All sexual behaviors that involve contact with another person or the bodily fluids of another person should be considered to contain some risk of transmission of sexually transmitted diseases. Most attention has focused on controlling HIV, which causes AIDS, but each STD presents a different situation.
As may be noted from the name, sexually transmitted diseases are transmitted from one person to another by certain sexual activities rather than being actually caused by those sexual activities. Bacteria, fungi, protozoa or viruses are still the causative agents. It is not possible to catch any sexually transmitted disease from a sexual activity with a person who is not carrying a disease; conversely, a person who has an STD got it from contact (sexual or otherwise) with someone who had it, or his/her bodily fluids. Some STDs such as HIV can be transmitted from mother to child either during pregnancy or breastfeeding.
Although the likelihood of transmitting various diseases by various sexual activities varies a great deal, in general, all sexual activities between two (or more) people should be considered as being a two-way route for the transmission of STDs (i.e. "giving" or "receiving" are both risky).
Healthcare professionals suggest safer sex, such as the use of condoms, as the most reliable way of decreasing the risk of contracting sexually transmitted diseases during sexual activity, but safer sex should by no means be considered an absolute safeguard. Abstinence from sexual activities involving other people will protect against sexual transmission of sexually transmitted infections. The transfer of and exposure to bodily fluids, such as blood transfusions and other blood products, sharing injection needles, needle-stick injuries (when medical staff are inadvertently jabbed or pricked with needles during medical procedures), sharing tattoo needles, and childbirth are other avenues of transmission. These different means put certain groups, such as doctors, haemophiliacs and drug users, particularly at risk.
Recent epidemiological studies have investigated the networks that are defined by sexual relationships between individuals, and discovered that the properties of sexual networks are crucial to the spread of sexually transmitted diseases. In particular, assortative mixing between people with large numbers of sexual partners seems to be an important factor.
It is possible to be an asymptomatic carrier of sexually transmitted diseases. In particular, sexually transmitted diseases in women often cause the serious condition of pelvic inflammatory disease.
STD incidence rates remain high in most of the world, despite diagnostic and therapeutic advances that can rapidly render patients with many STDs noninfectious and cure most. In many cultures, changing sexual mores and oral contraceptive use have eliminated traditional sexual restraints, especially for women, and both physicians and patients have difficulty dealing openly and candidly with sexual issues. Funding to control STDs is almost uniformly inadequate. Additionally, worldwide dissemination of drug-resistant bacteria (eg, penicillin-resistant gonococci) reflects misuse of antibiotics and spread of resistant clones by mobile populations. The effect of travel is most dramatically illustrated by the rapid spread of the AIDS virus (HIV-1) from Africa to Europe and the Americas in the late 1970s. .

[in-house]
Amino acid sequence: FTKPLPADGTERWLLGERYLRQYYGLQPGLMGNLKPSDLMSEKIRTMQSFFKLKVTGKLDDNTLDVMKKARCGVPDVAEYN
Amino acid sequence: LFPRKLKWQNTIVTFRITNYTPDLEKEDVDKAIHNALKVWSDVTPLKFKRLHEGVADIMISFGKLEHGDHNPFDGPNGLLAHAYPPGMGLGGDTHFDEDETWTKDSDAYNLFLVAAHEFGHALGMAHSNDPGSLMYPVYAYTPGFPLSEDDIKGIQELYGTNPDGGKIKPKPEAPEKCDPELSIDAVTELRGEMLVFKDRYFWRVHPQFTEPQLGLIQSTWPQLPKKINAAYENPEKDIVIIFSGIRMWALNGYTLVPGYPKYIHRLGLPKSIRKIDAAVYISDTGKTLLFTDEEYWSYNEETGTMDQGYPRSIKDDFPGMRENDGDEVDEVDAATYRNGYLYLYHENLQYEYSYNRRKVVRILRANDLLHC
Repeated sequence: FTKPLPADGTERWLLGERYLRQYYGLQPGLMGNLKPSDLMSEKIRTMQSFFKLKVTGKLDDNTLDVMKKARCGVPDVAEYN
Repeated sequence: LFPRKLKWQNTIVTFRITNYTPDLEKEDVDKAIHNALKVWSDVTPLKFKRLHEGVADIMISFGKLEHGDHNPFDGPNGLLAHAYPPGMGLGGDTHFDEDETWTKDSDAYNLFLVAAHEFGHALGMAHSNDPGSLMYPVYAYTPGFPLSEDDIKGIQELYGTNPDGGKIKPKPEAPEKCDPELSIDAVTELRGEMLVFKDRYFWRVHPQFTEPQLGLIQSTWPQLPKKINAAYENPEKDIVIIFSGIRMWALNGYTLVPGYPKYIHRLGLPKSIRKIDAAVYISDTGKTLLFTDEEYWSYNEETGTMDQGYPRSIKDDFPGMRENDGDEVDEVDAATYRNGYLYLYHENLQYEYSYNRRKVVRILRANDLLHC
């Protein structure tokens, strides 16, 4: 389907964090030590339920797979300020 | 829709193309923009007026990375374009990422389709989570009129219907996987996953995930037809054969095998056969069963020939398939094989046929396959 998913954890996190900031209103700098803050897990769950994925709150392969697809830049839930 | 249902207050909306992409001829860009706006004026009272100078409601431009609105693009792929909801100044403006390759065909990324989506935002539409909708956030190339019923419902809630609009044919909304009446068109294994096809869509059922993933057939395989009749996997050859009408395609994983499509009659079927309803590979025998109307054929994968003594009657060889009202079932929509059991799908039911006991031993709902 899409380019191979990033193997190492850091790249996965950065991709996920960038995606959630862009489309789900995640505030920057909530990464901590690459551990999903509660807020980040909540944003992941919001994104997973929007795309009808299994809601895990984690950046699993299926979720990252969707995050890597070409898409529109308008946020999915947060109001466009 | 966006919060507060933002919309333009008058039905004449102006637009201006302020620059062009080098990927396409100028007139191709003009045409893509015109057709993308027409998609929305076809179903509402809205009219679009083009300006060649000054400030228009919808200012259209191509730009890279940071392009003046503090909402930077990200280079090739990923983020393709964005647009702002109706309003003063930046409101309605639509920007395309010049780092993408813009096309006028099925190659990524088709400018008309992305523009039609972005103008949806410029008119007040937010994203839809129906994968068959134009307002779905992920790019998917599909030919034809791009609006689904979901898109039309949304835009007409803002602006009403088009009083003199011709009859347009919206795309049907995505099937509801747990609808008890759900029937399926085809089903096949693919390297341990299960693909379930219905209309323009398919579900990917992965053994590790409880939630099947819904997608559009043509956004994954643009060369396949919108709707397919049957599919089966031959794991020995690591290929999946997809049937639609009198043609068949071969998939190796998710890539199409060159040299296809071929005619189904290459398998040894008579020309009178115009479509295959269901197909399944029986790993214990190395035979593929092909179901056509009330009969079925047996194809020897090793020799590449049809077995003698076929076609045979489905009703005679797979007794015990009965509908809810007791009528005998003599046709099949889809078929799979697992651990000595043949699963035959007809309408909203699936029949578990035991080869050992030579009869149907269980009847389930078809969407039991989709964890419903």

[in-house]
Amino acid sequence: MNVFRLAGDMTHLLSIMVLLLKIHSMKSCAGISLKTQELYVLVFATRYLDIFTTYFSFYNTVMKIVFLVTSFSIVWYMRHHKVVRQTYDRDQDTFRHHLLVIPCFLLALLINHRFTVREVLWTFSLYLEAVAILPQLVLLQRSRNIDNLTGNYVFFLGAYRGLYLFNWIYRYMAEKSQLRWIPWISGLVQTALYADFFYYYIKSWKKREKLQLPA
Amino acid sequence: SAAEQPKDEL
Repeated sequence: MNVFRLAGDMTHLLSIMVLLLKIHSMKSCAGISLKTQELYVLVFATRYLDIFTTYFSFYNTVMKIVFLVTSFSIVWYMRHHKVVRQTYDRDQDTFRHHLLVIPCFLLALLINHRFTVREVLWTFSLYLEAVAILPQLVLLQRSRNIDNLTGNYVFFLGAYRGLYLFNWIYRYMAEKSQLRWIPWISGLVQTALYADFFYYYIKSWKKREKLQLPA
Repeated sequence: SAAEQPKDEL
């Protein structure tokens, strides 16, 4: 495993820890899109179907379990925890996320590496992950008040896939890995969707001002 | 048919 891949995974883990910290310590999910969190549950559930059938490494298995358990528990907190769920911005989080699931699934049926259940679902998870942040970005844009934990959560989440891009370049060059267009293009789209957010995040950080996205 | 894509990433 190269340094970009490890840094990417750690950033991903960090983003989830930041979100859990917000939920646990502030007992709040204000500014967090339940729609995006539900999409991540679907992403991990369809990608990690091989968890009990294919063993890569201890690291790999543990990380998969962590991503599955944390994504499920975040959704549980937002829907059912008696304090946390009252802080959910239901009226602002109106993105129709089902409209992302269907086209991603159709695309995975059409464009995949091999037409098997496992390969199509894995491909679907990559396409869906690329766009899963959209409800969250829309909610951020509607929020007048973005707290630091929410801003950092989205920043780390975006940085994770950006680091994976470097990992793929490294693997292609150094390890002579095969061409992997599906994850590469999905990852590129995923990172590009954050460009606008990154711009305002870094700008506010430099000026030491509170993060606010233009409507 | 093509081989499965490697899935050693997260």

Commonly reported prevalences of STIs among sexually active adolescent girls both with and without lower genital tract symptoms include chlamydia trachomatis (10 to 25%), Neisseria gonorrhoeae (3 to 18%), syphilis (0 to 3%), Trichomonas vaginalis (8 to 16%), and herpes simplex virus (2 to 12%). Among adolescent boys with no symptoms of urethritis, isolation rates include C. trachomatis (9 to 11%) and N. gonorrhoeae (2 to 3%).
As early as 1996, the World Health Organization (WHO) estimated that more than 1 million people were being infected daily. About 60% of these infections occur in young people <25 years of age, and 30% of this age group is <20 years. Between the ages of 14 and 19, STDs occur more frequently in girls than boys by a ratio of nearly 2:1; this equalizes by age 20.
The most effective way to prevent sexual transmission of STIs is to avoid sexual intercourse with an infected partner. Ideally, both new partners should get tested for STIs before initiating sexual intercourse. If a person chooses to have sexual intercourse with a partner whose infection status is unknown or who is infected with HIV or another STI, a new condom should be used for each act of intercourse. Condom use is not completely protective against acquisition of STI because of the presence of pathogen outside the protected skin or condom breakage.